Vitus’ short history since its revival, in partnership with online giants Chain Reaction, has seen a steady progression of bikes packed with value and good enough to race professionally with An-Post.
The Vitesse Evo Disc is its latest UCI approved frameset, it combines a lightweight high-mod carbon frame with flat-mount disc fittings and thru-axles front and rear, making it bang up to date with emerging disc brake tech.
I like the mid-compact drop of the bar and the stiff, flex-free combo of bar and stem
My 58cm test bike features a mid-height, 175mm head tube, set at a steep 73.5-degree angle (though both head and seat angles vary dependent on size to maintain toe-overlap clearance and handling feel). The 73-degree seat angle keeps things similarly aggressive, and the on-bike poise makes the Evo every inch the bike born to race.
The Evo’s all-up weight may be only a middling 8.75kg, but out on the road this doesn’t translate into any sort of sluggish feel even on bigger climbs.
The running gear of the less often seen Vision Team 30 disc wheels have a claimed weight of 2.1kgs, but they spin up to speed well, while the wider 23.7mm x 30mm deep rim with an internal width of 18.9mm shape the excellent Michelin Pro tyres beautifully. This gives a wide, compliant profile that sucks up both the road ahead and the bumps underneath with ease.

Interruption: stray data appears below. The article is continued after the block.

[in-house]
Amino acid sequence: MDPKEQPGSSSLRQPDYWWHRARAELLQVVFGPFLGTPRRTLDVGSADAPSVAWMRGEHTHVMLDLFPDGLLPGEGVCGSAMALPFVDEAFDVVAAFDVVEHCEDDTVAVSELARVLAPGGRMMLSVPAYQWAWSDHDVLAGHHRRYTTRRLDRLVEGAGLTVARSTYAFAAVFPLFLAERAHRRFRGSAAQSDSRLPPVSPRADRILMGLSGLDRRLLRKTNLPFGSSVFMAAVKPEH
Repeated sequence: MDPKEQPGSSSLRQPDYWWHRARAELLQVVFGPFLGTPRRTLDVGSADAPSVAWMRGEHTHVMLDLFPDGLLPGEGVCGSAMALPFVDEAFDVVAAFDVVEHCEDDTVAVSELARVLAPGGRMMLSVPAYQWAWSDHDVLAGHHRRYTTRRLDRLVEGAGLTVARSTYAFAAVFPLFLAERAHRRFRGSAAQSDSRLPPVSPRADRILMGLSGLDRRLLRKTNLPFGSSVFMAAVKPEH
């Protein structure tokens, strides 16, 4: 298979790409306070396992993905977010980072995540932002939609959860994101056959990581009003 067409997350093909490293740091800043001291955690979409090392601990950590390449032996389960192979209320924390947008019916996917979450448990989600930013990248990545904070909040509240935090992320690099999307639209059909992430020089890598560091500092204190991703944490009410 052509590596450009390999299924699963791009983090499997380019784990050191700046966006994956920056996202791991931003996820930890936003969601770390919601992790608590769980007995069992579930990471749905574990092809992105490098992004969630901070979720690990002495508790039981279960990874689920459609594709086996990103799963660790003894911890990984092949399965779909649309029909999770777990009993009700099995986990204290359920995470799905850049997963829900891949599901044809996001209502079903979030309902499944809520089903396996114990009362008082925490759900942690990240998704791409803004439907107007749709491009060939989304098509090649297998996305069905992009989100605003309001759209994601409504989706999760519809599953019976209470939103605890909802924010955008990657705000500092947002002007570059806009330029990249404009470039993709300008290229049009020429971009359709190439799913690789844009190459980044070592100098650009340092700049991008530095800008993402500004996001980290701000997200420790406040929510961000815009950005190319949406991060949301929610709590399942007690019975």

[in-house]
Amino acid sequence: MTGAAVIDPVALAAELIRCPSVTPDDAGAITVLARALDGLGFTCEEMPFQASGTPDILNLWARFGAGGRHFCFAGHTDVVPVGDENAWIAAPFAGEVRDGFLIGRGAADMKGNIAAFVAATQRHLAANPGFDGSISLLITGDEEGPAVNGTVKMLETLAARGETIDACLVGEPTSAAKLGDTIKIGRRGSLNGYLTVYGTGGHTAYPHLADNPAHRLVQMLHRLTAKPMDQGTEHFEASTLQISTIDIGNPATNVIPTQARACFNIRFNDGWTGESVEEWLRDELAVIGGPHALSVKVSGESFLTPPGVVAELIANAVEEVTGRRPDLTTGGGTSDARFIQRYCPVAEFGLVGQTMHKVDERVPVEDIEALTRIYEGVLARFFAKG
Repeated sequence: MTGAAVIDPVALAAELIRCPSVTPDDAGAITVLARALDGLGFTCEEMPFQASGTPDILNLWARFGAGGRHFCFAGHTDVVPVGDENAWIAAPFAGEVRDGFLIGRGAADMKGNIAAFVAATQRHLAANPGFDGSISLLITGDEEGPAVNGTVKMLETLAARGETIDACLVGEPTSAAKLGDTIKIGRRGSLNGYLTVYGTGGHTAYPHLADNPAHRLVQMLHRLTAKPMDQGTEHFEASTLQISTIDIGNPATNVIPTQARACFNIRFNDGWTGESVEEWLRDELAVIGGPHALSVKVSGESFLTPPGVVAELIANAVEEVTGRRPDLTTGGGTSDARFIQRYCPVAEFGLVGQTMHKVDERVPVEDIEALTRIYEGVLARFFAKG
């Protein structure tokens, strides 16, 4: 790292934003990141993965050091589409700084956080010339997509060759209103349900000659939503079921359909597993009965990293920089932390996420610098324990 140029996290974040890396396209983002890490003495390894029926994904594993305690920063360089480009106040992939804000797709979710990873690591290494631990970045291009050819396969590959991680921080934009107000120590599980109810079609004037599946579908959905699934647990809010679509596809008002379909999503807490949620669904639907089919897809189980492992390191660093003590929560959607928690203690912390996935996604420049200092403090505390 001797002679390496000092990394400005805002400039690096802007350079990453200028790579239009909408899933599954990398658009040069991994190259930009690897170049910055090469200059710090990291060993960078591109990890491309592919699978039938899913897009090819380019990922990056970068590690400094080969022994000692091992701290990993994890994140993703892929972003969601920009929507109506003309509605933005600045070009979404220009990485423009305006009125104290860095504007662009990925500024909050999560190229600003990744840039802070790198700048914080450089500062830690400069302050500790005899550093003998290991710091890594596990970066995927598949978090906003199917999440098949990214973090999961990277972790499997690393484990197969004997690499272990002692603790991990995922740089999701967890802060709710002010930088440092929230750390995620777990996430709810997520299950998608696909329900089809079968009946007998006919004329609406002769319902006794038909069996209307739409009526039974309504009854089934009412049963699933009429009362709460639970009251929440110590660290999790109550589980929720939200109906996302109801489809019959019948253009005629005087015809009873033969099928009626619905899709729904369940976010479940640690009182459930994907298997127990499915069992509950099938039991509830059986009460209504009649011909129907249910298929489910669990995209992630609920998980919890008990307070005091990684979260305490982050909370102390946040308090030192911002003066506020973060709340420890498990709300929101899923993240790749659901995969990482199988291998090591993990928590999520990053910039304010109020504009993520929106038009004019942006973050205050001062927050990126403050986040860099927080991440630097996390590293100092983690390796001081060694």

The Vitesse maintains its pace on rolling and flat terrain brilliantly, and the close ratio 11-26 cassette eliminates any big jumps making it a great bike for smooth cadence riders.
On the road
I’m mightily impressed with the Vitesse’s composed handling, it’s snappy enough to commit to a gap, yet balanced and stable enough to exploit fast downhill descents and rely on the excellent 805 hydraulic Shimano discs to get your speed regulated — this is one controllable, confident handling bike.
The on-bike feel is one that drifts towards the firm side, it’s countered well by some compliance in the fork that reduces buzz reaching your fingers, and the great quality of the tyres adds to the impression that this bike was specced by a tech team that rides and doesn’t just ride Excel spreadsheets.
The FSA cockpit is from the mid-price Gossamer range and it’s the usual quality FSA fare. I like the mid-compact drop of the bar and the stiff, flex-free combo of bar and stem.
The negatives are the own-brand saddle, which while unobtrusively shaped and on the slender racy side, has a weird combination of narrow shape and soft padding. The glossy cover is slippery against Lycra and the squishy feel soon gives way to the stiff hull, meaning I never got truly settled or comfortable. Saddles are a personal thing and one of the first changes most riders make, so I can forgive its lackluster performance.
The Vitus is only available direct from Chain Reaction, so you need to be confident in your size requirements before ordering; thankfully the vitusbikes.com site is packed with details and a decent sizing guide.
So what it all amounts to is a very well-equipped machine for the money (it outclasses plenty of its rivals on spec costing £500 more). The firm ride isn’t overly so, and it handles sweetly. The finishing is good if the graphics and paint scheme are a little uninspiring, but if you want a bike that’s fast, fun and at a great price, you could do a lot worse than the Vitesse Evo.